Wednesday, June 24th, 2009

Cicada – Metropolis

Former GusGus member finds friends in London…


Chuck Eddy: Not to be confused with The Locust; locusts are actually a kind of grasshopper, like David Carradine. Cicadas, in contrast, specialize in barely competent dance beats under timid vocals.

Talia Kraines: A brilliant single off a stunning album. Perky yet unnerving, and utterly captivating.

Michaelangelo Matos: Lately I’ve been thinking a lot about 1984, my favorite-ever pop year, of which it is the 25th anniversary. To me it’s the high point of pop radio and the underground all at utopian peaks of creativity and relevance in the larger culture, and a lot of it has a bright sheen — synths, of course, but at the very moment before they began to suffocate everything. This record has some of that — the post-new wave moment where hooks and moodiness and guitar licks that seep in rather than batter you down are the rule.

Martin Skidmore: This reminds me a little of Propaganda: moody dancey synth-pop with a rather affectless Teutonic (actually she is Icelandic) female singer. I like the music well enough, and the singing is mostly okay, but it sounds too much like a second division act from 20, 25 years ago. It’s also in want of a chorus.

Hillary Brown: This song makes me think of Berlin (the “Metro” Berlin more than the “Take My Breath Away” Berlin), in its high-pitched repeating elements and icy female vocals at the front of the mix, but it’s maybe a bit too retro, yes? It’s not self-consciously so, necessarily, but neither does it overcome its pastiche frosting.

Martin Kavka: Oh, can’t you feel the alienation of the electro backing, forcing the singer to be a wispy presence as she naïvely attempts to hold on to her sense of self? What? You say you can’t feel anything at all, much less “the alienation wrought by post-industrial society”? Maybe if you yawn, you’ll feel better afterwards.

Edward Okulicz: Certainly makes all the right noises, but the vocal is caught between two stools – is she a robot? is she felt? – and doesn’t really make a particularly convincing stab at either, although the bleeps and sweeps are authentic and interesting. The chorus’s drawn out “scre-ee-ee-eam” makes for a pretty hefty hook, empty as it is, and the overall effect is pretty compelling, if generic.

Ian Mathers: “Metropolis” is too mid-tempo to be really compelling in a dancing sense, and since most of the appeal is rooted in the vocal performance and the chorus you wind up caring more about the singer and the song. It’s not bad, but the bit where they echo her voice and she sings “shout” points tantalizingly to a more interesting route they could have taken.

Anthony Miccio: Nice keyboard hooks, but the singer sounds too tired to be the robot she claims to be. Aggressive autotuning would have not only covered this up, but been thematically appropriate. Get on that, remixers.

Dave Moore: “My Sharona” octaves propel a disaffected electro chanteuse like a Trojan horse to the gates of the chorus, at which point she and her cyborg clones hop out, harmonize, and then bap, bap, bap, bap, bap — it suddenly becomes impossible to resist.

6 Responses to “Cicada – Metropolis”

  1. Definitely prefer ’88 to ’84, mainly ’cause that’s when I saw the Ladies Of Love tour in SF (featuring Judy Torres, L’Trimm, Sa-Fire, Corina, India, and especially Debbie Deb, though it’s quite possible that the Debbie Deb I fell in love with wasn’t the real Debbie Deb, since the real Deb says on her MySpace that they wouldn’t let her tour but would hire an imposter; I need to research this at some point, obviously), but also ’cause the summer of “Welcome To The Jungle,” “Sweet Child O’ Mine,” and “Pour Some Sugar On Me” beats “Dancing In The Dark”/”When Doves Cry.”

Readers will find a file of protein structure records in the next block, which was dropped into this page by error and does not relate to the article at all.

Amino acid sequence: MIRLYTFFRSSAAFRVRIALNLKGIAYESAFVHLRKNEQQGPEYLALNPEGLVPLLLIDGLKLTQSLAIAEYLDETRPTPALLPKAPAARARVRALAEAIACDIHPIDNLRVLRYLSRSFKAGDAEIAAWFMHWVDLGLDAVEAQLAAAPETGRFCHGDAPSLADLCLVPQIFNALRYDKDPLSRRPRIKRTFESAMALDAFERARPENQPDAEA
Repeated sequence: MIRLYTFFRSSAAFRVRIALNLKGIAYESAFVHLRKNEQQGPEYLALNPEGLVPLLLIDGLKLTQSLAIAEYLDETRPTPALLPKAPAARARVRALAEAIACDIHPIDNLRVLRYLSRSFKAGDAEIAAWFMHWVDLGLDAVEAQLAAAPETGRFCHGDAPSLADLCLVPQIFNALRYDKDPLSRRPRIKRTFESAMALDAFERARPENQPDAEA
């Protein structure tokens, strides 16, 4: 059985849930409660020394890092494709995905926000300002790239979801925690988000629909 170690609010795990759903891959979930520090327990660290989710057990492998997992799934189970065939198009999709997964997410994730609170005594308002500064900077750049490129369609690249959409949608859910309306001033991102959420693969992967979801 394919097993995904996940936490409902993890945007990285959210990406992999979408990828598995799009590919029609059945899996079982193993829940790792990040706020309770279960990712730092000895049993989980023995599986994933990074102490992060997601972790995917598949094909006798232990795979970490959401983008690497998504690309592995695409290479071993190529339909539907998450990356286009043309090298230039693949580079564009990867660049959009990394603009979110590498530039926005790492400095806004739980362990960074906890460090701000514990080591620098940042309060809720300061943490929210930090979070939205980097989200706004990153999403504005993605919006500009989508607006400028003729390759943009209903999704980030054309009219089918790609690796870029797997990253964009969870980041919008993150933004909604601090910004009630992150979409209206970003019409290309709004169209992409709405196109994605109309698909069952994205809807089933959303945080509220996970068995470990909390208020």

My favorite pop years are all double digits: ’66, ’77, ’88, ’99. But not ’00, so maybe the crucial feature isn’t double digits but the eleven-year cycle. So maybe we’re due for an astounding ’10.

  2. Well, lots of stuff from 1984 also beats “Dancing In The Dark”/”When Doves Cry” too, for whatever that’s worth. Toss in “Borderline,” “Boys Of Summer,” “Hold Me Now,” “Swept Away,” “Missing You,” “Run To You,” “Out Of Touch,” “Jungle Love,” “If I’d Been The One,” “Foolish Heart,” “Jam On It,” “99 Luftballoons,” “”Round And Round,” “Authority Song,” “Pink Houses,” and “I Want To Know What Love Is” (many of which lack synths, fwiw), and 1988 has a lot to live up to. Though I’m not saying I’d necessarily pick 1984 myself either. (Actually wish I did hear some ’84 in the Cascada song. Don’t remember any hits from that year having vocals so lifeless, myself. Though possibly it’ll improve on subsequent listens.)

  3. Er, not the Cascada song — the Cicada song. (Well, I actually wish I heard more ’84 in both, when you get down to it.) (By the way, I saw my first cicada shell last week. Apparently the show up this time of year in Texas — not sure if that’s a once every seven years thing, or not.)

  4. Wow, I didn’t even realize she was calling herself a robot. I think that’s a first.

  5. Checked this out b/c I didn’t realise they used to be in GusGus. Apparently whoever made GusGus great, it wasn’t any of this lot. And AARGH STOP WITH THE ROBOTS JUST STOP. ENOUGH. If one more fucking cheapo electro act starts blithering about robots [death threat redacted].

  6. ’83 for the win for me, that #1 singles list in the US was BANANAS. Unless it’s ’78 because I remember “Flashlight” and “You Really Got Me” (Van Halen) both debuting on American Top 40 and Casey Kasem talking about Parliament and Van Halen in the same breath was probably what made the world awesome for a while. Or 1959 because Bo Diddley’s “Say Man” was in the Top 20 and that pretty much obliterates everything else ever accomplished. Or maybe 1966 because “Strangers in the Night” got supplanted by “Paint It Black.”

    Haven’t heard the song in question by the way. Flaw in my character.